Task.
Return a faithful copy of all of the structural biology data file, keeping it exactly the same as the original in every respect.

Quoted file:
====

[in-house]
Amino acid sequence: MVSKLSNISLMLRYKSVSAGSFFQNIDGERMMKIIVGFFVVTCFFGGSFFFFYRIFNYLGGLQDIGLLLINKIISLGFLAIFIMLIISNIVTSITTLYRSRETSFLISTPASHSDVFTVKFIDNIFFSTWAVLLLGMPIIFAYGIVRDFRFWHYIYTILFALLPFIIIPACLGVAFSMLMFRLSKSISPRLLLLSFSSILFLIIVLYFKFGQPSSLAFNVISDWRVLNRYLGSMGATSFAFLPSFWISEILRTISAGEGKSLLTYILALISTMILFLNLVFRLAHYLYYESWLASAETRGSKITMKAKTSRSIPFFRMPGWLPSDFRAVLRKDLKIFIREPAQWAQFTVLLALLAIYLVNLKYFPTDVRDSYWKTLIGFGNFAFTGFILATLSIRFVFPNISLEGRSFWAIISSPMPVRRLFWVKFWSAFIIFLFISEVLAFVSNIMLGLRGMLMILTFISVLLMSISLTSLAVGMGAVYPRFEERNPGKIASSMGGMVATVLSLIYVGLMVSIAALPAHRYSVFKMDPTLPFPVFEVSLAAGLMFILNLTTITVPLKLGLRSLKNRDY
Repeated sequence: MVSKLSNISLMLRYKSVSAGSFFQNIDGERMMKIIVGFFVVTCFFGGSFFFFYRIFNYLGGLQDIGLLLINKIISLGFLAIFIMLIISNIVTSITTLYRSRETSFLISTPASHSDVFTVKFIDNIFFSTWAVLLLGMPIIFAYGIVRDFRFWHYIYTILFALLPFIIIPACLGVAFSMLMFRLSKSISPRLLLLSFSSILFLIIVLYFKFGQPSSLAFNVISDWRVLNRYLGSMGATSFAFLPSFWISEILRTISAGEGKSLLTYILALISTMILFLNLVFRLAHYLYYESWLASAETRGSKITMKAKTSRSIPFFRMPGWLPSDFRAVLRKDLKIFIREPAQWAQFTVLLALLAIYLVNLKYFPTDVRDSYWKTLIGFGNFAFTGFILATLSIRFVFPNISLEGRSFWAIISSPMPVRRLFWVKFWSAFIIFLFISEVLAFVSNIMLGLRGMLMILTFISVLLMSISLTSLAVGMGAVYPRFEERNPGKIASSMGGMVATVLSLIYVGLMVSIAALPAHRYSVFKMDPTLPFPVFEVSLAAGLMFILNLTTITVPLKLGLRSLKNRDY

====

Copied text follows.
[in-house]
Amino acid sequence: MVSKLSNISLMLRYKSVSAGSFFQNIDGERMMKIIVGFFVVTCFFGGSFFFFYRIFNYLGGLQDIGLLLINKIISLGFLAIFIMLIISNIVTSITTLYRSRETSFLISTPASHSDVFTVKFIDNIFFSTWAVLLLGMPIIFAYGIVRDFRFWHYIYTILFALLPFIIIPACLGVAFSMLMFRLSKSISPRLLLLSFSSILFLIIVLYFKFGQPSSLAFNVISDWRVLNRYLGSMGATSFAFLPSFWISEILRTISAGEGKSLLTYILALISTMILFLNLVFRLAHYLYYESWLASAETRGSKITMKAKTSRSIPFFRMPGWLPSDFRAVLRKDLKIFIREPAQWAQFTVLLALLAIYLVNLKYFPTDVRDSYWKTLIGFGNFAFTGFILATLSIRFVFPNISLEGRSFWAIISSPMPVRRLFWVKFWSAFIIFLFISEVLAFVSNIMLGLRGMLMILTFISVLLMSISLTSLAVGMGAVYPRFEERNPGKIASSMGGMVATVLSLIYVGLMVSIAALPAHRYSVFKMDPTLPFPVFEVSLAAGLMFILNLTTITVPLKLGLRSLKNRDY
Repeated sequence: MVSKLSNISLMLRYKSVSAGSFFQNIDGERMMKIIVGFFVVTCFFGGSFFFFYRIFNYLGGLQDIGLLLINKIISLGFLAIFIMLIISNIVTSITTLYRSRETSFLISTPASHSDVFTVKFIDNIFFSTWAVLLLGMPIIFAYGIVRDFRFWHYIYTILFALLPFIIIPACLGVAFSMLMFRLSKSISPRLLLLSFSSILFLIIVLYFKFGQPSSLAFNVISDWRVLNRYLGSMGATSFAFLPSFWISEILRTISAGEGKSLLTYILALISTMILFLNLVFRLAHYLYYESWLASAETRGSKITMKAKTSRSIPFFRMPGWLPSDFRAVLRKDLKIFIREPAQWAQFTVLLALLAIYLVNLKYFPTDVRDSYWKTLIGFGNFAFTGFILATLSIRFVFPNISLEGRSFWAIISSPMPVRRLFWVKFWSAFIIFLFISEVLAFVSNIMLGLRGMLMILTFISVLLMSISLTSLAVGMGAVYPRFEERNPGKIASSMGGMVATVLSLIYVGLMVSIAALPAHRYSVFKMDPTLPFPVFEVSLAAGLMFILNLTTITVPLKLGLRSLKNRDY